Living big with a little less
Updated: Oct 10
I have just been reunited with my wardrobe. For almost two months I have been living out of a carry-on suitcase and I'm just now getting reacquainted with my clothes.
When I packed that little suitcase, I wasn’t sure quite how long it would be for... It turned out to be almost three months. Inside I had all the basics to make up a fairly simple but warm winter capsule wardrobe. There wasn't a great deal of variation. I wore the same pair of boots every day. (God bless you Dr. Marten, you glorious bastard.)
For many people the idea of living with so little for so long is hard to fathom. Had I not experienced it, I probably would have felt the same. But I quickly learned you don’t miss what you don’t have. Now, I find myself questioning whether I really need all these extra ‘things’.
It’s no coincidence that I am living lean on stuff. One of the primary drivers that propelled me to make the decision to leave South Africa was watching the documentary, ‘Minimalism’ in 2017. I was on the fence until I saw that film. The idea of living simply, but meaningfully struck me to my core and I knew right away that that was what I wanted. To be flexible and mobile. To simplify my life so that I had more time and energy to focus on what I truly loved and cared about.
And so, we pretty much sold or donated everything we owned before we left. It was brutal and time consuming. And emotional. And we didn’t even have that much stuff compared to some people. If only Netflix had released Tidying Up with Marie Kondo a few months earlier, it would have saved me a LOT of trauma.
We sold stuff. We donated stuff. We had a ceremonial fire where we toasted as we torched two black bags full of letters from my high school boyfriends.
In the end we left with a backpack each and one communal larger wheelie bag for some of our bigger items (which we ended up cursing).
What we’ve learned in the process is that traveling light really allows you to assess the value of everything in your life. And by extension, to actually LIVE in the moment. (It also makes you infinitely more prepared for the zombie apocalypse).
Once all our ‘stuff’ was gone, we naturally began to question, how much we really valued the things we were left with? After that it became, 'am I happy with the choices I made?' Then, the surprising but inevitable question became, 'am I happy with this person I am?'
As soon as I was no longer consumed with working to acquire more, I found I had more time, energy and desire to focus on developing myself and investing in my creative pursuits.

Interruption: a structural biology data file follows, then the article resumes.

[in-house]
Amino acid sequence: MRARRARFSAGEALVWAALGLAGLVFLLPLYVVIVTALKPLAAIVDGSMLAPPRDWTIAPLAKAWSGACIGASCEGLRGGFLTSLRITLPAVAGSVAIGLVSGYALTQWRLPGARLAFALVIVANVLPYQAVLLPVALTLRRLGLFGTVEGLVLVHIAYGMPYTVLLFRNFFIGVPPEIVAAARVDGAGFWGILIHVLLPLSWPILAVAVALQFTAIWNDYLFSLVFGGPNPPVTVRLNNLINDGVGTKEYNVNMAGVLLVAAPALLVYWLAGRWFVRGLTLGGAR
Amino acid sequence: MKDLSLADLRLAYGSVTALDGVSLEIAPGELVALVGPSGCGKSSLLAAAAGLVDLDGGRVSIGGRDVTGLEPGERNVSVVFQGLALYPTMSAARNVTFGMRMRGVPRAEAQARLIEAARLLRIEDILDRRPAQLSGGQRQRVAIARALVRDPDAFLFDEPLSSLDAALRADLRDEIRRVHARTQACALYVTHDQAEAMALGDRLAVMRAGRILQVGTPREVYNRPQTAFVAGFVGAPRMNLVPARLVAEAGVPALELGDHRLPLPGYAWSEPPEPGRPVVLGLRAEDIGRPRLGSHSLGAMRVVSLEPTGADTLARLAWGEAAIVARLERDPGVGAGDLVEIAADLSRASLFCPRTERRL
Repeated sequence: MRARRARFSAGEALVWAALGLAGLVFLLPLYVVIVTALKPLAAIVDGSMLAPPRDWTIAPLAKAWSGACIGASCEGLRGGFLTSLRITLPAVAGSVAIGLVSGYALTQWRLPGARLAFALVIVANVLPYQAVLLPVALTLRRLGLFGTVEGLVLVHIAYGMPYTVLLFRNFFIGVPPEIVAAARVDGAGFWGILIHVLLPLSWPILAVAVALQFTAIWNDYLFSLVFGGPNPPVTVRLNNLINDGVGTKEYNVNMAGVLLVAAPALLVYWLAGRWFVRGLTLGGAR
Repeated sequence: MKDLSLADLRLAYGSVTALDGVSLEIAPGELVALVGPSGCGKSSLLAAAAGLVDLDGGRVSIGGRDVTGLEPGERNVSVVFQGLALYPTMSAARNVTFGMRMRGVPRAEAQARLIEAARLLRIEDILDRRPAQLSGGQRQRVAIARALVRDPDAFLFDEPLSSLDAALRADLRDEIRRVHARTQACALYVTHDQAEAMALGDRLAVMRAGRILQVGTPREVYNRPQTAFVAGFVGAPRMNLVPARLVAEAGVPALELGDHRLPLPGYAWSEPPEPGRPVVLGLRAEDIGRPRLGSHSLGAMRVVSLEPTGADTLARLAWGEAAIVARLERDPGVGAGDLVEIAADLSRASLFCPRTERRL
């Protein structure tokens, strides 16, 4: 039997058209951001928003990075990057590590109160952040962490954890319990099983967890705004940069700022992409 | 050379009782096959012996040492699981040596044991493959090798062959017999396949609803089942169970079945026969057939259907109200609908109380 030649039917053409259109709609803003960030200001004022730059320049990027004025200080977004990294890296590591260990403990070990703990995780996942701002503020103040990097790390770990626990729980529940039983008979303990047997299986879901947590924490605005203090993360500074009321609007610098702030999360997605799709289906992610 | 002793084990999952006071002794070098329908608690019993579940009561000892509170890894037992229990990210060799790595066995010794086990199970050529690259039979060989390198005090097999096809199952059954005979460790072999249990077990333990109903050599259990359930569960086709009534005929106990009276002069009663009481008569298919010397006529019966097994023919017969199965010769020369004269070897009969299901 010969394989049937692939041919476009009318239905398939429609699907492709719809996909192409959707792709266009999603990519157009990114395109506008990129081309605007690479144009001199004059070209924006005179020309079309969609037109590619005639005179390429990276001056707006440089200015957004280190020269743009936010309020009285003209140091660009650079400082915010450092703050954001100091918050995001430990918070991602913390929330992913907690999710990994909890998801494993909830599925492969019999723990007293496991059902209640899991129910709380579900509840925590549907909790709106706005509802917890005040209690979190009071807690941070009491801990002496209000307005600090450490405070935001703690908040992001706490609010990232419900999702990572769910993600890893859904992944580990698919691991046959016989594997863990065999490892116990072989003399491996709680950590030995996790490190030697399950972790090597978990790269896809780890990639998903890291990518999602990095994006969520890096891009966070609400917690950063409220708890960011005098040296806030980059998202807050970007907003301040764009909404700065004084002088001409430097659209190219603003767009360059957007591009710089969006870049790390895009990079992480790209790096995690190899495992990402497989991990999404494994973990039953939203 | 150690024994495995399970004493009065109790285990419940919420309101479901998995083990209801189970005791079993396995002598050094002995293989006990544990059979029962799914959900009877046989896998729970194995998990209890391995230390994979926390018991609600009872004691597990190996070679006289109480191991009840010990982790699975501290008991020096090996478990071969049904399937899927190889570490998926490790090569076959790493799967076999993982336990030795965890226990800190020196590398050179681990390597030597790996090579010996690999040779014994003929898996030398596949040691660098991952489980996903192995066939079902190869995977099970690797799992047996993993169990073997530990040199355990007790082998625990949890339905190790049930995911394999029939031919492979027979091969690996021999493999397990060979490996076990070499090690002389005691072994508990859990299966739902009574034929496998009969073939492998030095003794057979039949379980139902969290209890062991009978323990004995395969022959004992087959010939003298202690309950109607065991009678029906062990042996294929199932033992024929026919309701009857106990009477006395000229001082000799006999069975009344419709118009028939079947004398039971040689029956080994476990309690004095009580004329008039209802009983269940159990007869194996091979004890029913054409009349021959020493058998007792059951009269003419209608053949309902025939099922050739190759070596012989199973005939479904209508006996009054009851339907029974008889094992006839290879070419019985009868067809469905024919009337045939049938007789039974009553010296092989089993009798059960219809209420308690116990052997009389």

The challenge then became, remaining conscious about everything we added to our baggage. Whenever we bought something new, we'd ask ourselves whether we really needed it, whether it would bring more joy or value to our lives or whether there was something we could get rid of in its place.
Soon, I stopped feeling guilt about not owning certain things. I no longer felt envy for not owning things other people owned. I enjoyed and treasured every single thing I owned. And my clutter-free existence gave me more peace than I have ever known.
But the real challenge is to keep your life minimal. Sale signs scream at you from every street corner, no longer over designated ‘seasons’, but every day. There’s always a reason to spend. And so, it takes conviction to not fall into the trap and once again become an unwitting, unthinking consumer. It takes discipline and consciousness but the reward is great.
While it’s not always practical to live out of a carry-on suitcase, I recommend everyone try it for a while. Enjoy the simplicity that it gives you and remind yourself of how little you really need to be happy. If I go back to the day I watched that film back in 2017, it’s the final words that stuck with me and continue to keep me focused on a simple lifestyle, “Love people and use things because the opposite never works”.
If you're at all interested in Minimalism, I would recommend checking out the following people / sources:
The Minimalists (You can listen to their weekly podcast / watch their videos on Youtube /read their book / watch their movie)
Joshua Becker - Becoming Minimalist (His FB page and blog are full of awesome tips and articles about living minimally - especially with a family)